“The Misandrists” is a bit of a departure for me in several ways. Firstly, I’ve never made a film with an (almost) all-female cast before. I’ve always had strong female characters in my films, but I’ve also often explored purely masculinist worlds, so it was a real pleasure to delve into a feminine universe. Secondly, I’ve never made a movie almost exclusively set in one location before, which was a real pleasure and luxury. We found this spectacular big old house that was built in the 15th Century or something, and we shot everywhere – the attic, the cellars, the grounds, and interiors upstairs and down. It was a remote location, so the main crew actually slept at the location for the duration of the shoot, around 12 days, and the actors were billeted at nearby hotels. It was very cold in the early spring, and there were only coal ovens to heat the huge house, so there was an element of endurance art to the shoot, and it caused the cast and crew to bond very strongly. The Misandrists is a companion piece to my film The Raspberry Reich, which was also an affectionate critique of the radical left, but it’s very different in terms of style and genre.

Do you see “The Misandrists” as pure fantasy, or do you hope it will mobilize audiences?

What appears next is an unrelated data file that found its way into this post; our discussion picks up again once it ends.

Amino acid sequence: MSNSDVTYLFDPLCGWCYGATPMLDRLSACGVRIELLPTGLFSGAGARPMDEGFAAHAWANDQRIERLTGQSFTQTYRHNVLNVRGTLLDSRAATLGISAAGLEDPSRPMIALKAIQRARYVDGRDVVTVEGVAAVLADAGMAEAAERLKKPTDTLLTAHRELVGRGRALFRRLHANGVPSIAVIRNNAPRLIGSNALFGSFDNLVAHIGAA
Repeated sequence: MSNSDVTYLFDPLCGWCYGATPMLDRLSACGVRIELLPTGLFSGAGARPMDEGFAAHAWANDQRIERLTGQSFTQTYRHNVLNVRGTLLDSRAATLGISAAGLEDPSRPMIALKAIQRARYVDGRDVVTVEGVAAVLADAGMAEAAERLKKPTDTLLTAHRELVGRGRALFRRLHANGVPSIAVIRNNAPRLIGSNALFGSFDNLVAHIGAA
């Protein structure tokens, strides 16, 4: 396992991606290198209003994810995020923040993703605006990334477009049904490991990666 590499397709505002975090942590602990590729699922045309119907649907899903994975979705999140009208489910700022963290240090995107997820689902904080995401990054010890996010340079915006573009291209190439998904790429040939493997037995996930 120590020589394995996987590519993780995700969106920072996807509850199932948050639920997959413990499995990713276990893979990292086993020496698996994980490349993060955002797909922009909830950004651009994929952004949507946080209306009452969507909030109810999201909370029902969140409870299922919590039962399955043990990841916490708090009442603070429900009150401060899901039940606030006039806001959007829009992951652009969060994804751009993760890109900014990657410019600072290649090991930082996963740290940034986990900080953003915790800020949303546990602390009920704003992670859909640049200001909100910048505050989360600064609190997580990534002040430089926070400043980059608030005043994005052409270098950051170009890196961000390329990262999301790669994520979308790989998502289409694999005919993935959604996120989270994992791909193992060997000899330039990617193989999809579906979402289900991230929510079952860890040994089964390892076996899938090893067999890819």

I think “The Misandrists” is fantasy in the way that “The Handmaid’s Tale” is fantasy: it may seem far-fetched, but it touches on lot of social and political tendencies latent in culture that could erupt or even come true. The film isn’t meant to be activist in any conventional sense, but it certainly does encourage women and transgender people, or any oppressed group, to express their rage and frustration. In the tradition of B-movies, it is meant to tap into these unresolved or repressed feelings and activate or invigorate them.

Do you view the film as being overtly political?

I don’t think I’d call the film itself overtly political. The characters are overtly political, and they articulate their politics quite directly in the film. Big Mother is very explicit about her political feminist position when she declares, “equal participation in an iniquitous society is incommensurate with womancipation.” She rejects post-feminism, the strategy of women gaining power in the existing patriarchal system without addressing the corruption an injustices embedded in that system. But the film itself is more of a polemic. It’s an affectionate critique of aspects of feminism and the radical left, but the overall tenor of the film is pro-feminist. However, because it remains ambivalent and ambiguous about its subject, it leaves the audience with more questions than answers.

What kind of audience response do you hope for with this film?

I hope people are entertained by it, or even inspired by it, but I also hope it sparks debate and even anger. Walk-outs are always welcome.

What’s next for you?

My next feature film, which is in the process of financing, will be a modern retelling of the Narcissus myth set in the early seventies called “Saint-Narcisse.” I’m also threatening to make a sequel to my movie “Hustler White!”